Reviews

Preoccupations @ Rickshaw Theatre – September 28th 2016

Preoccupations promotional image 2016

New name, same sound: Preoccupations took over the Rickshaw Theatre on Wednesday night in Vancouver. Despite a lackluster crowd and an opening act that was a.w.o.l. (apparently they weren’t aware they were on the bill), Canada’s post-punk poster-children played a helluva set to the half-full venue.

Preoccupations was on the tip of every music journalist’s tongue this year thanks to a name change from their previously controversial alias “Viet Cong”. The title change was accompanied by new material in the form of their second self-titled album (which happens quite rarely, less frequent than a lunar eclipse or a watchable Uwe Boll film) that has been met with high praise. Descending on the Rickshaw stage, the four-piece’s demure attitude may have been in response to the low attendance (apparently every show apart from Vancouver has sold out of tickets) or could simply be the group’s natural demeanor.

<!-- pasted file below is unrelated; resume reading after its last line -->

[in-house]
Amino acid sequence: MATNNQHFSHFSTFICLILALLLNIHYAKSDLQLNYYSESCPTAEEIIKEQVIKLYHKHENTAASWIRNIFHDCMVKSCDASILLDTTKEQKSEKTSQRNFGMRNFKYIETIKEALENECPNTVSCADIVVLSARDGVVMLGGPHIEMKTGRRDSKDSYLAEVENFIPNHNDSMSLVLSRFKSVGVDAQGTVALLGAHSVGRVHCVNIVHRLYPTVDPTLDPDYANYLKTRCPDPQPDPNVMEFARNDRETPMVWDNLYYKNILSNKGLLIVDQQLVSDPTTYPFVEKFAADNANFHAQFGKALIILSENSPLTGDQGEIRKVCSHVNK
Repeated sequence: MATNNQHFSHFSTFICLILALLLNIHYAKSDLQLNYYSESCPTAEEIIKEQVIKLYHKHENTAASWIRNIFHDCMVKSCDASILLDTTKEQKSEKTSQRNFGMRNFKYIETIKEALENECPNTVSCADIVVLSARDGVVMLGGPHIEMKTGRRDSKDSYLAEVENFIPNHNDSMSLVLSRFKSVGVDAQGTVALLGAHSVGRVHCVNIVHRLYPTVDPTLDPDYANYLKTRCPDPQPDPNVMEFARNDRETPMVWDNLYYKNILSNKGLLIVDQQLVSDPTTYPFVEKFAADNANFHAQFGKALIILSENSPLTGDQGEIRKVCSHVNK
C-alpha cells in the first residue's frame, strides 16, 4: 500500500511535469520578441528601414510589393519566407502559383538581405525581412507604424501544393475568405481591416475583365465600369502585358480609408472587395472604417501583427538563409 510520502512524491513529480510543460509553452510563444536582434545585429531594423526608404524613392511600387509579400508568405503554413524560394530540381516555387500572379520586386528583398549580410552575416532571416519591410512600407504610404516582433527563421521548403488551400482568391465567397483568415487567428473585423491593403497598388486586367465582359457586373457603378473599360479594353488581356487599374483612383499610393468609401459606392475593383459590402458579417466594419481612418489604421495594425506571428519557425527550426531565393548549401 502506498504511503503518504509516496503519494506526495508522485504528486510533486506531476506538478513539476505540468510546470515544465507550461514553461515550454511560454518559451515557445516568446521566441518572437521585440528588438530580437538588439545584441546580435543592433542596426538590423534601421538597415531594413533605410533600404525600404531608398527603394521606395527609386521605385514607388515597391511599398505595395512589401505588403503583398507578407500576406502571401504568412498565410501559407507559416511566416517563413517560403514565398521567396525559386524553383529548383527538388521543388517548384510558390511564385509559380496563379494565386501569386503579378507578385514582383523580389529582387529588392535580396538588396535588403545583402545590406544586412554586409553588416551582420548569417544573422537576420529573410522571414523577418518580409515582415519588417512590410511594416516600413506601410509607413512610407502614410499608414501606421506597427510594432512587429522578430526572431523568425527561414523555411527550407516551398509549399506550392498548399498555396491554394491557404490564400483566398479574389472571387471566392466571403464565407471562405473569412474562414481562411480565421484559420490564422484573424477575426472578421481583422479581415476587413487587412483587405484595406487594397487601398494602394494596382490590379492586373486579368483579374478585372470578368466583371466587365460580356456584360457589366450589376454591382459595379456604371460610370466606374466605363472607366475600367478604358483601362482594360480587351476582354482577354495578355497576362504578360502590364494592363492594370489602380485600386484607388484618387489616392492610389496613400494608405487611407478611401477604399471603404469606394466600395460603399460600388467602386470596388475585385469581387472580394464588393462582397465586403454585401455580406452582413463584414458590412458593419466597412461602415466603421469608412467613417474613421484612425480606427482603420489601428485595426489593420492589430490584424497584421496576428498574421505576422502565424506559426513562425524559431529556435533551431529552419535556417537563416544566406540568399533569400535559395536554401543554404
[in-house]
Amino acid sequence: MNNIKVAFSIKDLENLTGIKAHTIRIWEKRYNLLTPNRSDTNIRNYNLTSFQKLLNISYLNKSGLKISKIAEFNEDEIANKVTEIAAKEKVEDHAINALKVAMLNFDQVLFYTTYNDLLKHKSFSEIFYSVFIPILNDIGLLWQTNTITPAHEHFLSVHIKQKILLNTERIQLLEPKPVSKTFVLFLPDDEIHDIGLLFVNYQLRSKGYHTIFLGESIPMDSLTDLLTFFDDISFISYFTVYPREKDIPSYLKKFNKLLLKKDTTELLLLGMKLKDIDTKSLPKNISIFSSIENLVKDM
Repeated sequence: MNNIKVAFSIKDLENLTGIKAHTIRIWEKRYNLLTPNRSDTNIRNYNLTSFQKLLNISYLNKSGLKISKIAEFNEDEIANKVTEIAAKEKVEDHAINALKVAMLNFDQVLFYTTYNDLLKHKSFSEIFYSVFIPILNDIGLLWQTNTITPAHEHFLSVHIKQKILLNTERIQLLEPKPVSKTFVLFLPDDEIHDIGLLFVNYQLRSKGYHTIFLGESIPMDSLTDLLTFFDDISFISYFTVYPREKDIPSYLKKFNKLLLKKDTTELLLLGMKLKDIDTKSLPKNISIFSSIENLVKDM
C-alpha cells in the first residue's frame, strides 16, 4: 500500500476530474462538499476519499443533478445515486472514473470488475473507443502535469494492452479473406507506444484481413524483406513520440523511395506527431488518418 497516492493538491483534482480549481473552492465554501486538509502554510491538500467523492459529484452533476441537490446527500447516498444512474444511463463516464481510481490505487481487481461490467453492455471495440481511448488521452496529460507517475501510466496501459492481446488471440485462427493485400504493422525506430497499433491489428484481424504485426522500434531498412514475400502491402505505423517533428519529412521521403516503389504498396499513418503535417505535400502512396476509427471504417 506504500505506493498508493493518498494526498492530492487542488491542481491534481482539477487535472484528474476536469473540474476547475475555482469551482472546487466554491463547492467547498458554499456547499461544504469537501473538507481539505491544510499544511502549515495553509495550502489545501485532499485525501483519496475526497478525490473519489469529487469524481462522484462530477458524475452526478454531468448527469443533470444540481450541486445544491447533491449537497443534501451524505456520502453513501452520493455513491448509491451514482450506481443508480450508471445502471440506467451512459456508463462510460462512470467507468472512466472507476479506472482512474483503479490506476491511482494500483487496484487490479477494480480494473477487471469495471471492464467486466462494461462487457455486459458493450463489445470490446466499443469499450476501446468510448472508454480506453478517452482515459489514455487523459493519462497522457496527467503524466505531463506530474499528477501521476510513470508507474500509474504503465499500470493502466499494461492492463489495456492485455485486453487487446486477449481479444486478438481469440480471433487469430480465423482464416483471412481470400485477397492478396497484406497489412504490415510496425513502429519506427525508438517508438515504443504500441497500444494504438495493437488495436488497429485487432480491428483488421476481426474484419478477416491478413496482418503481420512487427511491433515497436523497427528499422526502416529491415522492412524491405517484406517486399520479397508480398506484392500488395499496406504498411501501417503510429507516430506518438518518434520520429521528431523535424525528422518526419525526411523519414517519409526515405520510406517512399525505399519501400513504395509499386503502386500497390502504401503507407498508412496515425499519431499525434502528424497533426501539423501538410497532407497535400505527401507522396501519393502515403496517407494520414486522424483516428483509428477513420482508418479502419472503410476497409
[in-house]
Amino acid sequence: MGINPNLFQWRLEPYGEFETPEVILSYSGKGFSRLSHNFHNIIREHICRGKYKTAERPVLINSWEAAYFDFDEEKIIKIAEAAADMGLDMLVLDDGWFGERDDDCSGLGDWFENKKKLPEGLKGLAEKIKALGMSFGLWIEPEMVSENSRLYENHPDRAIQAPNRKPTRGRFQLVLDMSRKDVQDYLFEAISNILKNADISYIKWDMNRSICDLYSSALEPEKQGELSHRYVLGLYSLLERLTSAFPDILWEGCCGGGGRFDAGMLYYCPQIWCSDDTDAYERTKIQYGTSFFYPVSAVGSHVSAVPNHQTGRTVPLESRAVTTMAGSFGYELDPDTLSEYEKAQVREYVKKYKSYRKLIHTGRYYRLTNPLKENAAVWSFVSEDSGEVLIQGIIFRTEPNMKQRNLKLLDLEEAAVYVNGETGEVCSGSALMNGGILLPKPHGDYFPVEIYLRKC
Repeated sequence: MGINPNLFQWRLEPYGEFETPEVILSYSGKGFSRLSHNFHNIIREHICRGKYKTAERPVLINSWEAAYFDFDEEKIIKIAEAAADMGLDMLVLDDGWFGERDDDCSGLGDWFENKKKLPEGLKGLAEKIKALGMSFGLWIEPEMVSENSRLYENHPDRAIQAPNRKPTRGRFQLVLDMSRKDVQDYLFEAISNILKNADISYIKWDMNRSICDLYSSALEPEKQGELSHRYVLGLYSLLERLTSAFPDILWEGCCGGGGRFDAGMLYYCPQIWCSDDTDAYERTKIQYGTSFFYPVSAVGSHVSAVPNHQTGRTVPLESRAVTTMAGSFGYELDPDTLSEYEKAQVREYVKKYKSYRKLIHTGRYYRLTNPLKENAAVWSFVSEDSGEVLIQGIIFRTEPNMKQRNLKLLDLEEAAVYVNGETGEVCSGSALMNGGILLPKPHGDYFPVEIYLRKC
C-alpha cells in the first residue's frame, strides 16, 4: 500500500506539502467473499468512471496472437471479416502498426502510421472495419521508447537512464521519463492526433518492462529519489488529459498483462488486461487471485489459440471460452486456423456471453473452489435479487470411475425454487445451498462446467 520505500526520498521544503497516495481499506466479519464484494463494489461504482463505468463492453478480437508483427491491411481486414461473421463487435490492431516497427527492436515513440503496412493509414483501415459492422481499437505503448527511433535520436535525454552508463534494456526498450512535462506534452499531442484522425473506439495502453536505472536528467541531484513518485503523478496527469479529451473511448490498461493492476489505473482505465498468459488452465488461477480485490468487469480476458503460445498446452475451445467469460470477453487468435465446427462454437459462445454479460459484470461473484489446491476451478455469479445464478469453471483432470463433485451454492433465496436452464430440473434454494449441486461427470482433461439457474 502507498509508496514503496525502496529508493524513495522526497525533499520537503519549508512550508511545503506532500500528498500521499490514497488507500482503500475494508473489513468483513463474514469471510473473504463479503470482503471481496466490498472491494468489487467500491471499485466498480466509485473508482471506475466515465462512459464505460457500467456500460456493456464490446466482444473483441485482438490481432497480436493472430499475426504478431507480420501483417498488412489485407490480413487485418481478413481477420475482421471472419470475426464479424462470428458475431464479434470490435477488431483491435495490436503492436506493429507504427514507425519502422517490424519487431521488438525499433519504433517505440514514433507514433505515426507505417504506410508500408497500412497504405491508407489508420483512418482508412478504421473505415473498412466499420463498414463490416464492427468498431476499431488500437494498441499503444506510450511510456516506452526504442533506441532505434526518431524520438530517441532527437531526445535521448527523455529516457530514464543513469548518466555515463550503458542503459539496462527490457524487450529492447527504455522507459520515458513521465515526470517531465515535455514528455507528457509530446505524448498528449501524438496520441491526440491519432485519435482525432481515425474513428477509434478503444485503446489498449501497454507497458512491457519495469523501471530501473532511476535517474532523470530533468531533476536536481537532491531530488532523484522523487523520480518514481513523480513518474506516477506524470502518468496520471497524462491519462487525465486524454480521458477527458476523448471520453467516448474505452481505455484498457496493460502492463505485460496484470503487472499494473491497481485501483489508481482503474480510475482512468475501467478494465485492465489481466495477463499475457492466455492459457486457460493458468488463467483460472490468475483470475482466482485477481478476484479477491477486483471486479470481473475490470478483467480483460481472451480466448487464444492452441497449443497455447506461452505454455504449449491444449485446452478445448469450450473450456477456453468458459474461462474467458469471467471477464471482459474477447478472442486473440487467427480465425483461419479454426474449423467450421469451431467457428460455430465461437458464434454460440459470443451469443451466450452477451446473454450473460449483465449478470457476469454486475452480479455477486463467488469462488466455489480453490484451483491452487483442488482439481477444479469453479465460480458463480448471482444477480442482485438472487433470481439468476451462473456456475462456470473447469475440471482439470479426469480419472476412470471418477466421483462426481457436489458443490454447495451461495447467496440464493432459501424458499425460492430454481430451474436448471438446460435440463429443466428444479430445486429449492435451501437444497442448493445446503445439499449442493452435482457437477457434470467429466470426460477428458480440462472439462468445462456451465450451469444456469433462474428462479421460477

With fairly static stage presence, the band focused primarily on playing a tight and clean set. Vocalist Matt Flegel’s baritone came through clearly and precisely, although feedback issues were present too often to excuse from the sound tech. Both guitarists carried their respective parts in excellent fashion, with plenty of screeching highs to balance the bands overall low-register sound. By and large, however, drummer Mike Wallace stole the show: the incredibly executed “March of Progess” intro being a major highlight. With impeccable timing and more enthusiasm than the rest of the band as a whole, he carried much of the show.

In unfiltered honesty, it didn’t seem like the strongest show for the band. Between some technical issues and an underwhelming level of energy, Preoccupations wouldn’t have met the reputation that preceded them. That is, until “Death”.

For the final song of the evening, the band stretched their 11-minute epic from the album Viet Cong to the 15-minute mark (by my count), with an extraordinarily heavy, sludge metal-esque breakdown wherein Wallace pounded away in slow, repetitive fashion as guitarist Monty Munro assaulted his strings until the point of snapping. This one song could have been the band’s entire set and I think most people would have walked out satisfied.

Preoccupations is still a very young band with two solid albums under their belt and plenty of potential. Let’s hope they keep their title, their sound, and their commitment to tearing down shows with “Death”.

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